Prisoners are persons whom most of us would rather not think about. Banished from everyday sight, they exist in a shadow world that only dimly enters our awareness. They are members of a "total institution" that controls their daily existence in a way that few of us can imagine. "[P]rison is a complex of physical arrangements and of measures, all wholly governmental, all wholly performed by agents of government, which determine the total existence of certain human beings (except perhaps in the realm of the spirit, and inevitably there as well) from sundown to sundown, sleeping, walking, speaking, silent, working, playing, viewing, eating, voiding, reading, alone, with others. . . ." It is thus easy to think of prisoners as members of a separate netherworld, driven by its own demands, ordered by its own customs, ruled by those whose claim to power rests on raw necessity. -- Justice William Brennan, dissenting in O’Lone v. Estate of Shabazz, 482 U.S. 342, 354-55 (1987).

Tuesday, May 29, 2007

The Accidental Tourist

At the beginning of this week, I decided to take a couple days respite from writing to relax and read a little. After scouring the leisure library (totally different atmosphere from the law library) for a book, I settled on "The Accidental Tourist," a 1989 NY Times bestseller translated into a 1988 movie starring William Hurt, Kathleen Turner and Geena Davis.

I am currently only about 100 pages into the book, which is developing a little too slowly for my taste. It occurred to me, however, that the title of the book was perfect for the title of a blog.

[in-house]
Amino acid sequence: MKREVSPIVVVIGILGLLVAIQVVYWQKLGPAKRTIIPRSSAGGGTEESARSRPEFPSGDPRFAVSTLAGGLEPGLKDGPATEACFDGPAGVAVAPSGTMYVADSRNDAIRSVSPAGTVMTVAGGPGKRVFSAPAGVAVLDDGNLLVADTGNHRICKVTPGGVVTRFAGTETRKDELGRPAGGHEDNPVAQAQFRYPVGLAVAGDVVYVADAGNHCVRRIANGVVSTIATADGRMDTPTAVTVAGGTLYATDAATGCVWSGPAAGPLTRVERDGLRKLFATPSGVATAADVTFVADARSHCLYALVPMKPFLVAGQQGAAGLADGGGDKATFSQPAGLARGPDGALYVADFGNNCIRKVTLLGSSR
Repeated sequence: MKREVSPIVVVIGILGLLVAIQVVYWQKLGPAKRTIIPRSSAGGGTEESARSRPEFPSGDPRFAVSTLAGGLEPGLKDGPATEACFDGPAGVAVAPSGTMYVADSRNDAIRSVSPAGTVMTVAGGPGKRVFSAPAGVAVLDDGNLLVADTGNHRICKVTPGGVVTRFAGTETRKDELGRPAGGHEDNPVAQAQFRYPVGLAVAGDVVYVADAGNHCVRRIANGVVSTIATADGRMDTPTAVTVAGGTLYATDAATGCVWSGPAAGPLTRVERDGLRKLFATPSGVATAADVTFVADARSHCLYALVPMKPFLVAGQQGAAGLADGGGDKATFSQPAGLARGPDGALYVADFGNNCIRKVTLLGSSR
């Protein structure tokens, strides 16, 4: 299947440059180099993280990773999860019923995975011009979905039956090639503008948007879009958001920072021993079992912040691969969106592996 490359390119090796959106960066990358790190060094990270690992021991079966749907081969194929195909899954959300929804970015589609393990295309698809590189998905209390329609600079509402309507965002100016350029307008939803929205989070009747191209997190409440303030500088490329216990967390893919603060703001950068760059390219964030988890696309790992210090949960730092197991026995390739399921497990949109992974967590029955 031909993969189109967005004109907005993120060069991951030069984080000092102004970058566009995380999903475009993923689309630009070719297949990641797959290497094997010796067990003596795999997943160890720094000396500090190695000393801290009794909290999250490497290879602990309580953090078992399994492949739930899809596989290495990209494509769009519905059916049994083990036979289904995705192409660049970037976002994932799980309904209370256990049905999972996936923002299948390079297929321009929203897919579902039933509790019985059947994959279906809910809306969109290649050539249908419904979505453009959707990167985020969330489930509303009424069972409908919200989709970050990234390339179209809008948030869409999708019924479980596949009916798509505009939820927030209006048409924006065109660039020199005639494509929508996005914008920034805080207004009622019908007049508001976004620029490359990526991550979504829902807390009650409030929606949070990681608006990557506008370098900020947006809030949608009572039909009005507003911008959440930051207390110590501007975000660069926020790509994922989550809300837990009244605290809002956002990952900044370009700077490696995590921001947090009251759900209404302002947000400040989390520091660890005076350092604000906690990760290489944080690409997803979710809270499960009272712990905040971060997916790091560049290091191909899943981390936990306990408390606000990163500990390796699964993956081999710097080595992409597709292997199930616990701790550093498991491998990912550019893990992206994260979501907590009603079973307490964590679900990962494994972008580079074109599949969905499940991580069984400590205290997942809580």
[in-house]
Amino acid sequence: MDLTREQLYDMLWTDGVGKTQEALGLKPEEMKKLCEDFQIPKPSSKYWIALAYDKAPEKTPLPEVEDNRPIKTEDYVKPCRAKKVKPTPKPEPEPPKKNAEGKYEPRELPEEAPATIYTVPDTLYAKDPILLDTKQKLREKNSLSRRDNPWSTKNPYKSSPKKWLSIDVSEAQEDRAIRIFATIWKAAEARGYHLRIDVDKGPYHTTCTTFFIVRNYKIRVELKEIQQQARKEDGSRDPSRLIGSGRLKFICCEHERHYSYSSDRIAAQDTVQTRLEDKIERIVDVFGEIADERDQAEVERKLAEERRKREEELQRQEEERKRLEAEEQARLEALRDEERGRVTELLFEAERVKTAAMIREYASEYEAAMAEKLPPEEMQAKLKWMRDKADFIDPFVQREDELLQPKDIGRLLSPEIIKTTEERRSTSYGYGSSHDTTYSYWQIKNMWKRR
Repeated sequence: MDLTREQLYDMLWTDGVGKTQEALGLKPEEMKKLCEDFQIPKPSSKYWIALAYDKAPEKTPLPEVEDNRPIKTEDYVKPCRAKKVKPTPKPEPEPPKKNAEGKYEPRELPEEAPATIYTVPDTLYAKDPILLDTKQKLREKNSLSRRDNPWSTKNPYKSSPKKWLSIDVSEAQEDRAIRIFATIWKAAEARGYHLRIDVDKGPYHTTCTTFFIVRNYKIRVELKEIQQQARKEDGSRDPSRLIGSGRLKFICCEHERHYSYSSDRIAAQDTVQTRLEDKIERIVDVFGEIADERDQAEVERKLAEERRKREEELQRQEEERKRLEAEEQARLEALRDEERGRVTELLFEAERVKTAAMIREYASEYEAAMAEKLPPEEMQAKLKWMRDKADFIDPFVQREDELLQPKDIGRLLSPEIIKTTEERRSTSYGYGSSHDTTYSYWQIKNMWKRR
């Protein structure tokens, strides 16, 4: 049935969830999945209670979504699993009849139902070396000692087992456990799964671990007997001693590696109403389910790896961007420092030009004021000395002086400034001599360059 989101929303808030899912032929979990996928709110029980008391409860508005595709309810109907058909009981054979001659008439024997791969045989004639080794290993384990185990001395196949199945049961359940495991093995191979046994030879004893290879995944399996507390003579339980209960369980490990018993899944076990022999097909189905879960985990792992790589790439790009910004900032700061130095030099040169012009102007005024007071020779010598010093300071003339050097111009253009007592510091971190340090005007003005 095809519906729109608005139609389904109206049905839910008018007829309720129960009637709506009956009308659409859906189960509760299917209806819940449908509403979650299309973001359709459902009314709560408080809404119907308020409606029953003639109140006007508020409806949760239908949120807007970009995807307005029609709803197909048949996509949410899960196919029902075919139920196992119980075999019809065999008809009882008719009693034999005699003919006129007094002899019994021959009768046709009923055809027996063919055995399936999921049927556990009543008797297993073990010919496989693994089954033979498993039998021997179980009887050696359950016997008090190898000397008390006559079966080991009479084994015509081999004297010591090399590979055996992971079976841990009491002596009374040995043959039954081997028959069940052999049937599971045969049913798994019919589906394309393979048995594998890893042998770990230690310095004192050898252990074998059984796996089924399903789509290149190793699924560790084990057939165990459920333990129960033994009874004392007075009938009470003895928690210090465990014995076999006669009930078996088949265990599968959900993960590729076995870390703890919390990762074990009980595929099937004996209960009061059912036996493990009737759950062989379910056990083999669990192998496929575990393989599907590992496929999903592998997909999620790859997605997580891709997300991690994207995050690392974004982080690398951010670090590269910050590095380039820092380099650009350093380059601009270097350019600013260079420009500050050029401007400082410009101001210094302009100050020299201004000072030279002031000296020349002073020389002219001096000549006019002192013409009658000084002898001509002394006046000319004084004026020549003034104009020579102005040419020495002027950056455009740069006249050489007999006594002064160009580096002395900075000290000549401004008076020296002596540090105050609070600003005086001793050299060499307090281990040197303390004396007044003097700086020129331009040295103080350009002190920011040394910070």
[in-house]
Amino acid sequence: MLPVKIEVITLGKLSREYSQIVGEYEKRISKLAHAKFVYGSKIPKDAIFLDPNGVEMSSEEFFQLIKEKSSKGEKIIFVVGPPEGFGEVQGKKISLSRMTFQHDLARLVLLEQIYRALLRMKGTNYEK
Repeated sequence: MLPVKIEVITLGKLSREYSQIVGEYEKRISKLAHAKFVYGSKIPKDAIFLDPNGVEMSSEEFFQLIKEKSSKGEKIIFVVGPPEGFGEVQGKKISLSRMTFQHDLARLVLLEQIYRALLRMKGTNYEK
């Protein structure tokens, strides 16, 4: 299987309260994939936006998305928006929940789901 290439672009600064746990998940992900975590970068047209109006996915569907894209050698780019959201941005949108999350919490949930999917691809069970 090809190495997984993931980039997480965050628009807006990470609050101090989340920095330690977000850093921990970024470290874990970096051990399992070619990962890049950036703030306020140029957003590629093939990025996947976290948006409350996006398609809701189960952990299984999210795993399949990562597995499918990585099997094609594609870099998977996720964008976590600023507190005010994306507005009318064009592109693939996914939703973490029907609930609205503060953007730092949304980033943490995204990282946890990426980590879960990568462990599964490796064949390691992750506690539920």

In an earlier post you may recall that I was told that I am really a tourist, not a citizen, of this prison; I'm just on vacation, so to speak. Likewise my visit is truly an accident. I had no idea that the conduct that I was prosecuted for was illegal, let alone a federal felony involving potential prison time. I'm still not totally convinced it should be illegal and I am quite sure if you were to poll 100 people, you would be hardpressed to find 5 of them who would agree that it should be a federal felony deserving of prison time. Other than the prosecutor, I have yet to find one person who agrees. Or, I must concede, one person who will admit to my face to agreeing.

That is not to say that my conduct was not wrong or illegal or that my sentence was unjust given what the judge had to work with, only that I think the statute was poorly written and applied overbroadly to the facts of my case - this is my opinion.

Now I can only hope that the book is half as interesting as my experience.

PS I finished the book. Mason is an idiot.

No comments: